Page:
She was two-years-old when the atom bomb was dropped on Hiroshima at the end of World War II, and dizzy spells began when she was 12. She faced the disease with an irrepressible spirit and focused her energy (and that of everyone who knew her) on folding 1000 paper cranes, which Japanese legend held would prompt the gods to make her well again.
Eleanor Coerr crafted this story of Sadako's 12th year after reading the book of her letters her classmates compiled after her death.
©2004 Puffin; (P)2009 Audible, Inc.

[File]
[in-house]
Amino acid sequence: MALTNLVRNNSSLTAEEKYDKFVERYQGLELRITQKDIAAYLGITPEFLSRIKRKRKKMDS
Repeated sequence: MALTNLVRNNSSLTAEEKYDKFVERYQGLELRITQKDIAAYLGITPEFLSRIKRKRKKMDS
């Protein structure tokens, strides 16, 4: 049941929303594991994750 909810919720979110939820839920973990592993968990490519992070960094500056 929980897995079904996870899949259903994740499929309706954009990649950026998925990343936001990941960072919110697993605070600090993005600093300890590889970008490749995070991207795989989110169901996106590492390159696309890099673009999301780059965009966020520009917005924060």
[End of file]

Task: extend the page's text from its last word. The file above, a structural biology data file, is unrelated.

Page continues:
This was a quick listen, but well worth the inexpensive price. The story is very moving. As you begin to listen, you quickly start to like Sadako and want to see her succeed and accomplish all the things she has set before her. It's heart breaking to follow her through her trials. I found this story to be a wonderful addition to the textbook study of this time period and the atom bomb. It is a story you will never forget as you are allowed into the private world of the individuals who suffered long after the atom bomb was dropped. The narrator does a fantastic job of reading this inspiring story.
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